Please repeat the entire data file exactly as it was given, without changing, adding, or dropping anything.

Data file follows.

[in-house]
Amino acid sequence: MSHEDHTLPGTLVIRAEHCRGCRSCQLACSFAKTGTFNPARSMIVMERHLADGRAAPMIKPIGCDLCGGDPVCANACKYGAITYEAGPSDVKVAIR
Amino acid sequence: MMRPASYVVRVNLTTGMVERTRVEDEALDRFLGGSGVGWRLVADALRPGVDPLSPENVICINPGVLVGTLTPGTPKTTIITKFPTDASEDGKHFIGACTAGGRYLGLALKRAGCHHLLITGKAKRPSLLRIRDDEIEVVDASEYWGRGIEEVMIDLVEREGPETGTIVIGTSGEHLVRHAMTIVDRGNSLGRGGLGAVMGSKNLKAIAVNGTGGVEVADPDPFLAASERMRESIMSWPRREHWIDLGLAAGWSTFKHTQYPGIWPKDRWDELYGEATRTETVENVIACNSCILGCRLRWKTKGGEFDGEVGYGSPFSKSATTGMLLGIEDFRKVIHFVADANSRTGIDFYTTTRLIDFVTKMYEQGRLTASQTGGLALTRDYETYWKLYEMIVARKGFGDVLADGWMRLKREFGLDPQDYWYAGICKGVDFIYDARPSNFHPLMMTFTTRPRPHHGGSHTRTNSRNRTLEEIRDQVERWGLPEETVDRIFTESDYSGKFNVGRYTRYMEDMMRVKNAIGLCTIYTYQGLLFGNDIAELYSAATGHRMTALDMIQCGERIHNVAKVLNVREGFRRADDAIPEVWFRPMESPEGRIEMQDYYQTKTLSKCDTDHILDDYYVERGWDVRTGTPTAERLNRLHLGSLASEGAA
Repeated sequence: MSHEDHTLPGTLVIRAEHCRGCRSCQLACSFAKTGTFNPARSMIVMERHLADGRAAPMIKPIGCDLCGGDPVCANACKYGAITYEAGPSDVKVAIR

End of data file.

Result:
[in-house]
Amino acid sequence: MSHEDHTLPGTLVIRAEHCRGCRSCQLACSFAKTGTFNPARSMIVMERHLADGRAAPMIKPIGCDLCGGDPVCANACKYGAITYEAGPSDVKVAIR
Amino acid sequence: MMRPASYVVRVNLTTGMVERTRVEDEALDRFLGGSGVGWRLVADALRPGVDPLSPENVICINPGVLVGTLTPGTPKTTIITKFPTDASEDGKHFIGACTAGGRYLGLALKRAGCHHLLITGKAKRPSLLRIRDDEIEVVDASEYWGRGIEEVMIDLVEREGPETGTIVIGTSGEHLVRHAMTIVDRGNSLGRGGLGAVMGSKNLKAIAVNGTGGVEVADPDPFLAASERMRESIMSWPRREHWIDLGLAAGWSTFKHTQYPGIWPKDRWDELYGEATRTETVENVIACNSCILGCRLRWKTKGGEFDGEVGYGSPFSKSATTGMLLGIEDFRKVIHFVADANSRTGIDFYTTTRLIDFVTKMYEQGRLTASQTGGLALTRDYETYWKLYEMIVARKGFGDVLADGWMRLKREFGLDPQDYWYAGICKGVDFIYDARPSNFHPLMMTFTTRPRPHHGGSHTRTNSRNRTLEEIRDQVERWGLPEETVDRIFTESDYSGKFNVGRYTRYMEDMMRVKNAIGLCTIYTYQGLLFGNDIAELYSAATGHRMTALDMIQCGERIHNVAKVLNVREGFRRADDAIPEVWFRPMESPEGRIEMQDYYQTKTLSKCDTDHILDDYYVERGWDVRTGTPTAERLNRLHLGSLASEGAA
Repeated sequence: MSHEDHTLPGTLVIRAEHCRGCRSCQLACSFAKTGTFNPARSMIVMERHLADGRAAPMIKPIGCDLCGGDPVCANACKYGAITYEAGPSDVKVAIR